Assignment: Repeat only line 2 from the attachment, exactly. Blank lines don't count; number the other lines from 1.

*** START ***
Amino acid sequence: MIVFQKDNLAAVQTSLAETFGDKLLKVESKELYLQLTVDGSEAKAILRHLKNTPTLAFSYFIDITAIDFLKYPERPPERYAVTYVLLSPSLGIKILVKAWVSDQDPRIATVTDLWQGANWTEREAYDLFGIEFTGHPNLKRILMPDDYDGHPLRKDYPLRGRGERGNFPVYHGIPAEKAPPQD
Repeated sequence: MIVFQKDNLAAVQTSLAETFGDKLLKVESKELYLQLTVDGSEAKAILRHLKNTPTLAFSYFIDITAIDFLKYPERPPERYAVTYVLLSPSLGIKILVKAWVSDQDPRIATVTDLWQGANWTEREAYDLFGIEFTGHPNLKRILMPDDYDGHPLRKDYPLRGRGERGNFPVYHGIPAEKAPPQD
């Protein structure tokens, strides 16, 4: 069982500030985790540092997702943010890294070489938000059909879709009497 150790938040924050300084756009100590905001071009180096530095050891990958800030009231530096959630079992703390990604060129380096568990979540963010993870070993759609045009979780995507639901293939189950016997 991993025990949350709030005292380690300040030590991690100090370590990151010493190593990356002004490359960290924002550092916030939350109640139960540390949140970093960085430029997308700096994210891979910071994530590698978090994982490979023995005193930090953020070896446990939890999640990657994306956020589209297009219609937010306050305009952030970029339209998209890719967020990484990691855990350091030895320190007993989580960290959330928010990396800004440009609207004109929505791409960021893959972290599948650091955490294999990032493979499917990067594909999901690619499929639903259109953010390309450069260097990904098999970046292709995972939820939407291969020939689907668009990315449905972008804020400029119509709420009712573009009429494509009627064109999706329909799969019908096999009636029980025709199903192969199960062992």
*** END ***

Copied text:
Repeated sequence: MIVFQKDNLAAVQTSLAETFGDKLLKVESKELYLQLTVDGSEAKAILRHLKNTPTLAFSYFIDITAIDFLKYPERPPERYAVTYVLLSPSLGIKILVKAWVSDQDPRIATVTDLWQGANWTEREAYDLFGIEFTGHPNLKRILMPDDYDGHPLRKDYPLRGRGERGNFPVYHGIPAEKAPPQD